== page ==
By Claire Stewart, psychology student, University of Strathclyde
As summer comes around, more and more photos are posted by women of their beach bodies, but just how honest are these photos? Studies have revealed that online portrayals are not always accurate and deceit can be used to help women appear closer to what is considered to be the ideal beach body – “thin, tanned, young, Caucasian, female and bikinied” (Small, 2007).
This digital practice was examined in a recent study by Kleim, Eckler and Tonner using several focus groups who discussed their thoughts and views of how the beach body is portrayed on social media and offline.
Why do people use deception when they post photos of their beach bodies?
Members of the focus groups emphasised that for a woman to post photos of her beach body, she must have a lot of confidence and believe that her body was already close to perfection. Even with this confidence, deceit can be used for several reasons.
First, it is used for a woman to make herself look better in the photos and therefore feel better about herself. Participants even went so far as to suggest that it is more important to look good on social media than on the beach.
In the case of some countries, such as Russia, posting beach photos is a sign of status. It allows people to show off that they can afford beach breaks.
There is also a belief that photos posted online have to be perfect and fit what is believed to be the ideal beach body, leading to women working hard to create that perfect image. However this could prevent women who are less body-confident from posting their own photos.
How are photos designed to deceive?
The process of creating beach body photos can involve deceit in several ways, according to participants: from the way the photo is shot to the time it is posted online.
A lot of effort goes into preparing for a photo on the beach. The chosen outfit must be flattering to the subject’s figure. Facial expressions are mature and attractive – the focus is not to show enjoyment, but to look good! Poses are also carefully considered in order to appear thin and muscular.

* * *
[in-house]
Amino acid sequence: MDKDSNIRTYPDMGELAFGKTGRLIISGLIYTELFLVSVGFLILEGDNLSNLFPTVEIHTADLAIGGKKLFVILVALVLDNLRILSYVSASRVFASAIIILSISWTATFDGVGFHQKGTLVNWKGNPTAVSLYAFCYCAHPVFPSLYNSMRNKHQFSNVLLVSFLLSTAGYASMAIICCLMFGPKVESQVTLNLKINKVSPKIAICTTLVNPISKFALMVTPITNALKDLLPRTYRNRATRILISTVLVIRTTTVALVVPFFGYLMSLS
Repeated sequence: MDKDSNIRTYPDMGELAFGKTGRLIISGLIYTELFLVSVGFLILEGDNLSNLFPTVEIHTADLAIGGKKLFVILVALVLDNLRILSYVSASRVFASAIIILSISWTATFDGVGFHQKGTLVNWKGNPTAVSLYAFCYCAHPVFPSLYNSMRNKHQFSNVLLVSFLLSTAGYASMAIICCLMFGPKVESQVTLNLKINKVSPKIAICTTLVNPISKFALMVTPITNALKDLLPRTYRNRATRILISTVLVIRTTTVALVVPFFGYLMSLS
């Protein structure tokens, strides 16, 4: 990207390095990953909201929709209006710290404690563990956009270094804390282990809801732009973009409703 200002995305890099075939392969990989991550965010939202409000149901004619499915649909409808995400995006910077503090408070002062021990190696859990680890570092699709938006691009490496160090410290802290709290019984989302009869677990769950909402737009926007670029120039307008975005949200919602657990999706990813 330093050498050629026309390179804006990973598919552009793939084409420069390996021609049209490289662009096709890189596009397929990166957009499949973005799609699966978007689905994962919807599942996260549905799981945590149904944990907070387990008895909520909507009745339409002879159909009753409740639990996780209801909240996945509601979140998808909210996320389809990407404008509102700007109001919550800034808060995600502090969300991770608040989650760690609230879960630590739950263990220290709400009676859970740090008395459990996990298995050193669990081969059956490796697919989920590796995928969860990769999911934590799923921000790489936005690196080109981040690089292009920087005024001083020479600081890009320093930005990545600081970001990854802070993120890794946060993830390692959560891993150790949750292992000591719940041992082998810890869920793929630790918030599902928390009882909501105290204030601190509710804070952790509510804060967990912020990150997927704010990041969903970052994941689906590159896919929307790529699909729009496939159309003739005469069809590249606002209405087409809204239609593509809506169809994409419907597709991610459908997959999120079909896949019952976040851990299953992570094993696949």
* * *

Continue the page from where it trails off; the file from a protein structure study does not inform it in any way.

Not only is the shot itself carefully orchestrated, but many photos are taken and only the best one is published online. These shots can also be edited – but this was considered acceptable only from celebrities, not from those who were considered friends. Further, only some forms of editing were viewed as appropriate, with filters considered normal but editing used to make the subject appear skinnier was generally criticised.
Participants suggested that edited photos were often unrealistic but despite this awareness of editing practices, photos often still resulted in women feeling bad about their own bodies.
Deception can also occur in the posting of photos. In the case of Instagram, photos are often given tags relating to a healthy lifestyle, such as health or fitness. It was also mentioned that these are excuses which are often used to hide the goal of attaining an “ideal beach body”.
What can be done to stop the deception?
If deception is as prominent as members of the focus groups suggested and if the impact is as damaging to women’s body confidence, then surely something should be done to stop it. The following were suggested by participants as potential solutions:
- Educating young people on the dangers of online deception, as well as what unedited bodies look like
- Creating a “code of conduct” online to encourage less deception and more honest portrayals of women in their photos
- Having advertising companies feature models with realistic body sizes in their campaigns
- Researching ways of promoting body positivity
Overall, these focus groups suggested that the beach body as it is portrayed online is often a source of deception, which is potentially damaging for women who create it or view it. But there are solutions which could potentially lessen its negative impact and promote more honest digital portrayals of our real bodies on the beach.